Having finally released all the brakes, we’re actually off. Going forwards, picking up speed. Waiting for the gears to change automatically. I get up past 15 miles per hour and it sounds like a Sinclair C5. Surely everything is where it’s meant to be, but if I keep on like this I’m going to be that little old lady doing 25 in the middle lane, gesticulated at by incensed Audi drivers.

I have no choice. I have to consult the manual. I’m in an English-speaking country so naturally English is about the 34th out of 298 languages in these pages, after Mauritian Creole, C++ and Welsh. Eventually it transpires I have the gear stick in the correct letter, P, but in an extra, right-hand slot of P, which indicates I’ve chosen manual gear operation so in fact the engine’s whining is all my fault.

So I can drive it manually! But where are the gears?

On the steering wheel. Of course they are.

There’s no end to the exciting innovations the car industry have brought us since I drove vehicles named after cherished top-shelf publications. Cars are so huge now there’s not the faintest possibility of seeing anything out the back window if you’re reversing, so they’ve provided a helpful video screen so you can watch cats and children die in about 25 pixels. The information on the dashboard screen is now so bountiful we’re just short of getting Wikipedia on there. You have to start the engine to shut the windows. In common with every other electronic device on Earth in 2018, a car stereo now has Bluetooth connectivity that never, ever works.

Even filling the tank has been improved. It only takes four or five minutes of utter confusion, scratching and pleading at the side of the car, before you discover the petrol cap is released by a button on the steering column. And you can now pay at the pump, though only if you wave your card at the machine before you start pumping. If you don’t, you just take the card to the counter after. Another example of that extra layer of security we’ve all been begging for in the age of nonstop embezzlement.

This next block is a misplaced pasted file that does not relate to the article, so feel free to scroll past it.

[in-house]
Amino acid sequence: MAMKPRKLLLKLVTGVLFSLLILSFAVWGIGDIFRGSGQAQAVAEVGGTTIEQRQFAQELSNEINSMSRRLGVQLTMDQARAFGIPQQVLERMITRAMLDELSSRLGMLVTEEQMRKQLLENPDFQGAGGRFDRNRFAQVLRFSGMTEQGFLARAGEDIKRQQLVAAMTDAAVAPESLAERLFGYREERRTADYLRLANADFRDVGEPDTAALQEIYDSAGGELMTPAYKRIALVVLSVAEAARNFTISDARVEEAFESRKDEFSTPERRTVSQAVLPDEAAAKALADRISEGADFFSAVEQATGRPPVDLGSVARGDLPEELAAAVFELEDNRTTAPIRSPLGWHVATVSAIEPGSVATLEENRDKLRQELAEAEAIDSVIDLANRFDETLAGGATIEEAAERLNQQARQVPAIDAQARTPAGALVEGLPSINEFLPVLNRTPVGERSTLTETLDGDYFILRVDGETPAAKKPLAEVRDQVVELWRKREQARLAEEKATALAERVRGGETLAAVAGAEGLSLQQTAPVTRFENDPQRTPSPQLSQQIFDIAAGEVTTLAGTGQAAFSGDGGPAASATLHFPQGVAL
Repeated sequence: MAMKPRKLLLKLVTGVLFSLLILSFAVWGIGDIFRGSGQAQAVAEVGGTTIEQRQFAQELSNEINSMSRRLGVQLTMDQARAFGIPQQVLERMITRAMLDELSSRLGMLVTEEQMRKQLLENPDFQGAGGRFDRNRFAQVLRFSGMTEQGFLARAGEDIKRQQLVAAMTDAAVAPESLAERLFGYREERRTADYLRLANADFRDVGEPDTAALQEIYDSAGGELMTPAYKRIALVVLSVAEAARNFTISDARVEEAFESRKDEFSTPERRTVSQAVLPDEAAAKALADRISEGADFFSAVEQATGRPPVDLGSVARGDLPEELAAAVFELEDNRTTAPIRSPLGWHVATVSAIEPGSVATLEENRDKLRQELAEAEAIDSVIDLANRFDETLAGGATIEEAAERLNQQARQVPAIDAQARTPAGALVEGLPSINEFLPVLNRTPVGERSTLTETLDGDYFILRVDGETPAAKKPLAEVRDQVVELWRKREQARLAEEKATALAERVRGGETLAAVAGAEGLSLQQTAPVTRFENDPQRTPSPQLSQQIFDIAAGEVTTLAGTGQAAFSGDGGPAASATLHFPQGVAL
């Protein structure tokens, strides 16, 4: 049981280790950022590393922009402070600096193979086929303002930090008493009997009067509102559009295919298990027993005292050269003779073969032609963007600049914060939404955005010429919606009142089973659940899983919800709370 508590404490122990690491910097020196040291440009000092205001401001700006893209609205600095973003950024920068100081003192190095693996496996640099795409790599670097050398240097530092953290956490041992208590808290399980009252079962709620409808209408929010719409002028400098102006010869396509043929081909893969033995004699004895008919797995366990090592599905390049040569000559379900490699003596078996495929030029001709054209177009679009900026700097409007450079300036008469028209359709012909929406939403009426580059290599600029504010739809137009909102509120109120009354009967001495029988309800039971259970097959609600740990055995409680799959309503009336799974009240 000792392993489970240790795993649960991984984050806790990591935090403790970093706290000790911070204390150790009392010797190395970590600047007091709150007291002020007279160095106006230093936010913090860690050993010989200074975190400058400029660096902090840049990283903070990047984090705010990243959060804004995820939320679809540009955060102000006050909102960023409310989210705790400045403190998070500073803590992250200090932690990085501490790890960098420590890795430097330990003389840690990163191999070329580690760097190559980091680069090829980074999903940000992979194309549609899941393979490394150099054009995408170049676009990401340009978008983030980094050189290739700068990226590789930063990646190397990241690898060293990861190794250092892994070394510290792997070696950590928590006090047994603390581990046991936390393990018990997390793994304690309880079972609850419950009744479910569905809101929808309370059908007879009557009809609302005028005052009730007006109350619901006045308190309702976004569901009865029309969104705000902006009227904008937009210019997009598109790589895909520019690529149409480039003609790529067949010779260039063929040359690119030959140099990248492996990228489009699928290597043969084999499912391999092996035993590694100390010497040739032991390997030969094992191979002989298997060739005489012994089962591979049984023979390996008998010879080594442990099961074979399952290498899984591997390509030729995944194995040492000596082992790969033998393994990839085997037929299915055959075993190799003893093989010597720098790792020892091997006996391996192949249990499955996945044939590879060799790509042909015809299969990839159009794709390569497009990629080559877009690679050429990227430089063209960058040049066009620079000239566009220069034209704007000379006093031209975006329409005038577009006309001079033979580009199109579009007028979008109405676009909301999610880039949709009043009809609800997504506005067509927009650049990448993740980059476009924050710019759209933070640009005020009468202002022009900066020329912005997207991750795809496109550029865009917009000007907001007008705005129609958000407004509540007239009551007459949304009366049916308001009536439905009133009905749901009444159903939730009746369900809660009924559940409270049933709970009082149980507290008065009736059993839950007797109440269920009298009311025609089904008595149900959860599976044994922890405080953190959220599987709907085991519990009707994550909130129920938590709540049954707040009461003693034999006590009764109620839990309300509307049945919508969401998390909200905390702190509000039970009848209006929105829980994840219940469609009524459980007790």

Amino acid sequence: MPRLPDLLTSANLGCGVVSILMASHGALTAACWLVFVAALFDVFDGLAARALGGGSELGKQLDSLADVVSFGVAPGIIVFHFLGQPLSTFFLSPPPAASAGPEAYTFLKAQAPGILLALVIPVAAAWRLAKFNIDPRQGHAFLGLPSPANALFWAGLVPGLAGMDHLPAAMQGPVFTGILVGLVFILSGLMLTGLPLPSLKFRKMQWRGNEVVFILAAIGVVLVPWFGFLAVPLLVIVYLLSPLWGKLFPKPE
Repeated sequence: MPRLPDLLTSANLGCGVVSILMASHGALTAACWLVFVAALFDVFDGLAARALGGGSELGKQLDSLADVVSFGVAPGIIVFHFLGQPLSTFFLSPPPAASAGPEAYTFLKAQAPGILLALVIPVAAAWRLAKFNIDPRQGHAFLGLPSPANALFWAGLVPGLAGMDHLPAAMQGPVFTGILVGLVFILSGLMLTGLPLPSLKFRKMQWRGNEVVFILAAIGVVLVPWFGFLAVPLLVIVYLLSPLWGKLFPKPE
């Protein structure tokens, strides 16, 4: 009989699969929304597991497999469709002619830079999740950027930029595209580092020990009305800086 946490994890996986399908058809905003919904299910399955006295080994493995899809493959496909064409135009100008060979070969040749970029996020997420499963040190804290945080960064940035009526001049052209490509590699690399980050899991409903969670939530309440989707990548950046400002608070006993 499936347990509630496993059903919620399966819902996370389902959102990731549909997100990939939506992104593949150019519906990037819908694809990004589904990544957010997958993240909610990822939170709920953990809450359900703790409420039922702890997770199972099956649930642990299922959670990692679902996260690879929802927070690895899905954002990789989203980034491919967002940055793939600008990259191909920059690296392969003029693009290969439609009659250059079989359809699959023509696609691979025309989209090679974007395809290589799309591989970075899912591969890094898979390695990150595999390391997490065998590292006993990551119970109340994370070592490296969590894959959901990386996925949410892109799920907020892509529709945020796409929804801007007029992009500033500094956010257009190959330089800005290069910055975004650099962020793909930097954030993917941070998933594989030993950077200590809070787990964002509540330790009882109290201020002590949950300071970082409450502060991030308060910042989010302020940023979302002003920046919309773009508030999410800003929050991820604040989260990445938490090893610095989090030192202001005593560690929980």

Still, a few aspects of driving remain largely the same. People still tailgate so close you spend mile after mile fantasising about a feather touch on the middle pedal causing them to veer desperately into oncoming traffic. It’s still absolutely impossible to tell which side the petrol cap is on from the driver’s seat no matter what angle the mirrors are at. Women are still far less likely to pause for crossing pedestrians than men. Test that one out for yourself next time you’re on foot before you start calling me Louis CK.

I used to think driving was quite enjoyable in small doses. Not owning a car I like to think you can pick it back up in seconds, liking riding a bike or probably having sex. When you get behind the wheel it’s like you never handed the keys over at all.

Like hell. This is driving for the Snapchat generation; they need flashing lights and things to press. Even now there’s a panel of experts discussing ways to make driving more ‘fun’, as though these aren’t fearsome instruments of mayhem in the hands of anyone without at least a passing interest in the well-being of others. If anyone’s mown down while crossing the street, boredom will soon be a solid defence against charges of death by Playmobil.

I fear the next cutting edge tech might prove one flummox too far. For now driving is still, just about, a feasible way to get from one place to another without having to hear some dickhead’s tinny techno out of his Marley Chants. But if you don’t have the temperament of a toddler or the obtuse mind of an Only Connect contestant, I’d consider binning the Auto Express and buying a bicycle, because Noddy is about to take over.